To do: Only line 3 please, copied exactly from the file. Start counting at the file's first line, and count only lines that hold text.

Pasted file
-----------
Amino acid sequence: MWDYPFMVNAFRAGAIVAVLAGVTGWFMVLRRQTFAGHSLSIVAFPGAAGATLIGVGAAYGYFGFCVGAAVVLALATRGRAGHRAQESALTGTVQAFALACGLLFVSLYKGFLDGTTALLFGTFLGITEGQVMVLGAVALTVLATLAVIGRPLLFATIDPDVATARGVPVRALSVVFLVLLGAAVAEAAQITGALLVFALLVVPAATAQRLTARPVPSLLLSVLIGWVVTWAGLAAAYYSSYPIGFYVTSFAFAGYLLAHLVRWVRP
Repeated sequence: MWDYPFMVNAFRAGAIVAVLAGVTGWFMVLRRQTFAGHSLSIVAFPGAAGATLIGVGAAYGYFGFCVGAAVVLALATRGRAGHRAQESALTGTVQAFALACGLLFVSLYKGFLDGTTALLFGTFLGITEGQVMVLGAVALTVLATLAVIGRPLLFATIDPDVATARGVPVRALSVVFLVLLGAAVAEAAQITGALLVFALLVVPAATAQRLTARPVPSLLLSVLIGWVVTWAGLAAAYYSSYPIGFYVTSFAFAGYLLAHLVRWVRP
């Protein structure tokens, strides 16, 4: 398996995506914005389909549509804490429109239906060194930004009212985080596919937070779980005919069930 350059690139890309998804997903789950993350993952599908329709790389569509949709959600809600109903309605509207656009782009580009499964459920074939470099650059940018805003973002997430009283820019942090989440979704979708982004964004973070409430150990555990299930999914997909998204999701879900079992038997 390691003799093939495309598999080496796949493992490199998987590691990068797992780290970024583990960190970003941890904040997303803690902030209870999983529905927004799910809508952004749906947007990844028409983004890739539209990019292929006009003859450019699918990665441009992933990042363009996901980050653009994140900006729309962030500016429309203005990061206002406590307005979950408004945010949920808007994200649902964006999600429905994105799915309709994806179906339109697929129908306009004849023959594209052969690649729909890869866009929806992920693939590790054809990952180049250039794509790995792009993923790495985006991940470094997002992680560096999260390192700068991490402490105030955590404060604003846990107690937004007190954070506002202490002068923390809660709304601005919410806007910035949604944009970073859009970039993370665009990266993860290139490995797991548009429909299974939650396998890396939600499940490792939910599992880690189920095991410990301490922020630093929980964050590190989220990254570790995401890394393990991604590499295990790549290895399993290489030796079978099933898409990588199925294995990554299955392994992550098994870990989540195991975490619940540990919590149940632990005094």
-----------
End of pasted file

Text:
């Protein structure tokens, strides 16, 4: 398996995506914005389909549509804490429109239906060194930004009212985080596919937070779980005919069930 350059690139890309998804997903789950993350993952599908329709790389569509949709959600809600109903309605509207656009782009580009499964459920074939470099650059940018805003973002997430009283820019942090989440979704979708982004964004973070409430150990555990299930999914997909998204999701879900079992038997 390691003799093939495309598999080496796949493992490199998987590691990068797992780290970024583990960190970003941890904040997303803690902030209870999983529905927004799910809508952004749906947007990844028409983004890739539209990019292929006009003859450019699918990665441009992933990042363009996901980050653009994140900006729309962030500016429309203005990061206002406590307005979950408004945010949920808007994200649902964006999600429905994105799915309709994806179906339109697929129908306009004849023959594209052969690649729909890869866009929806992920693939590790054809990952180049250039794509790995792009993923790495985006991940470094997002992680560096999260390192700068991490402490105030955590404060604003846990107690937004007190954070506002202490002068923390809660709304601005919410806007910035949604944009970073859009970039993370665009990266993860290139490995797991548009429909299974939650396998890396939600499940490792939910599992880690189920095991410990301490922020630093929980964050590190989220990254570790995401890394393990991604590499295990790549290895399993290489030796079978099933898409990588199925294995990554299955392994992550098994870990989540195991975490619940540990919590149940632990005094």